Wondering if your company qualifies for a partial sales and use tax exemption on equipment purchases and leases? The California Contractors State License Board is inviting manufacturers, research & development companies, construction contractors, retailers of construction materials and everyone else to join it for a FREE webinar: Manufacturing and Research & Development Sales Tax Exemption Webinar on Wednesday, October 21, 2015, from 11: a.m. to 12:00 p.m. PST. It tempts everyone to consider that they may qualify for a partial sales and use tax exemption on equipment purchases and leases. To register for the webinar, go to www.boe.ca.gov/webinars or call (844) 829-8353. The CSLB is asking everyone to register by October 20, 2015.
Some of the current Justices sitting on the U.S. Supreme Court have written that they are dissatisfied with the state of the law regarding the deference the courts must accord to a federal agency’s interpretation of its own regulations. A workplace safety case decided on October 13, 2015, by an en banc panel of the U.S. Court of Appeals for the Eighth Circuit may provide a vehicle for the U.S. Supreme Court to review these issues. The issue of what deference to apply in these situation arises from the U.S. Supreme Court’s decisions in Bowles, et al., v. Seminole Rock & Sand Co., 325 U.S. 410 (1945) and Auer, et al., v. Robbins, et al., 519 U.S. 452 (1997); these cases have been interpreted as granting federal agencies “substantial deference” when the courts are asked to review an agency’s interpretation of its own rules. However, the growth and reach of the federal government plainly concern some of the Justices, and if there is to be a case at hand to sort through these issues, then Perez, Secretary, U.S. Department of Labor, v. Loren Cook Company may be the case to do this if the government chooses to appeal. There appears to be a trend that courts are paying very close attention to the text of the law, and less to what the agency says the law actually means in the eyes of the agency, especially when the agency is arguing that the Congress provided the agency with boundless power and discretion.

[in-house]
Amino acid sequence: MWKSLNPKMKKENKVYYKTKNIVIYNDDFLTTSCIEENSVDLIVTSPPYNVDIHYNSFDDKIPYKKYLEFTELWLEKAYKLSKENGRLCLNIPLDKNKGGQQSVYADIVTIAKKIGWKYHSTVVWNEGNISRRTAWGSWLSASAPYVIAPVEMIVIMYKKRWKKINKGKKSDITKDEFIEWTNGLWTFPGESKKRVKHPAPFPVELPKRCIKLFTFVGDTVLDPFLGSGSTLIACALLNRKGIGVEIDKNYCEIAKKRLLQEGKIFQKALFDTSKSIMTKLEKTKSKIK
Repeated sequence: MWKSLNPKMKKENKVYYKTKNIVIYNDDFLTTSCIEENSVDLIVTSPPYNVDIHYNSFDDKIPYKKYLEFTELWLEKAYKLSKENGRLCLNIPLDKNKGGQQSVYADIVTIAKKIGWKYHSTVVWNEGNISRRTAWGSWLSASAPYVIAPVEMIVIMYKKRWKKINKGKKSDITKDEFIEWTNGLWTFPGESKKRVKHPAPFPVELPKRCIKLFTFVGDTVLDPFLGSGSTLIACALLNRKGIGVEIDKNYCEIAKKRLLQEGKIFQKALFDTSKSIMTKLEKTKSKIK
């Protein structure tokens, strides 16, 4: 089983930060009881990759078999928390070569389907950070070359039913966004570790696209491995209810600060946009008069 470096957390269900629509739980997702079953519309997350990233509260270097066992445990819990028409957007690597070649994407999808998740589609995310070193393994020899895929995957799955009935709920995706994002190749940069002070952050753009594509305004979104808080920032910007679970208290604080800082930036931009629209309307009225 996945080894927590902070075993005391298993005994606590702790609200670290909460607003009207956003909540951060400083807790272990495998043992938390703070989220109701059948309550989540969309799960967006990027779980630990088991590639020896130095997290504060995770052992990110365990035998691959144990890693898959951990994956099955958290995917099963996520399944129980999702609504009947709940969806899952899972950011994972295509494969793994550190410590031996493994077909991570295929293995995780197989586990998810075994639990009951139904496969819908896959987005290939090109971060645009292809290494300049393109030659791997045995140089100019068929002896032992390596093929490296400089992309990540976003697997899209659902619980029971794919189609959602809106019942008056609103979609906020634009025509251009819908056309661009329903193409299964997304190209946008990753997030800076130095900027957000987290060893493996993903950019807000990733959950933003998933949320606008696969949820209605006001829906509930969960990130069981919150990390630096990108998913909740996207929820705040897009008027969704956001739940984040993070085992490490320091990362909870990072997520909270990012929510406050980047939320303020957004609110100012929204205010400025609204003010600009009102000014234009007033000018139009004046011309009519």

The California Labor Commissioner now has more power to enforce minimum wage requirements and to collect payment for wage-related claims. California Governor Brown’s website confirmed Saturday that he has signed into law special provisions permitting the Labor Commissioner to, among other things, file a lien or levy on an employer’s property in order to assist an employee in collecting unpaid wages-related judgment. The Labor Commissioner has this power regardless of whether the judgment is entered in its favor or in favor of the employee. In addition, if a final judgment against an employer is unsatisfied, as required by the new law, the employer will not be permitted to continue to conduct business in California unless the employer has obtained a bond from a surety company and has filed a copy of that bond with the Labor Commissioner. Contractors beware, the bottom line is that you will not be able to ignore wage-related judgments without potentially significant consequences.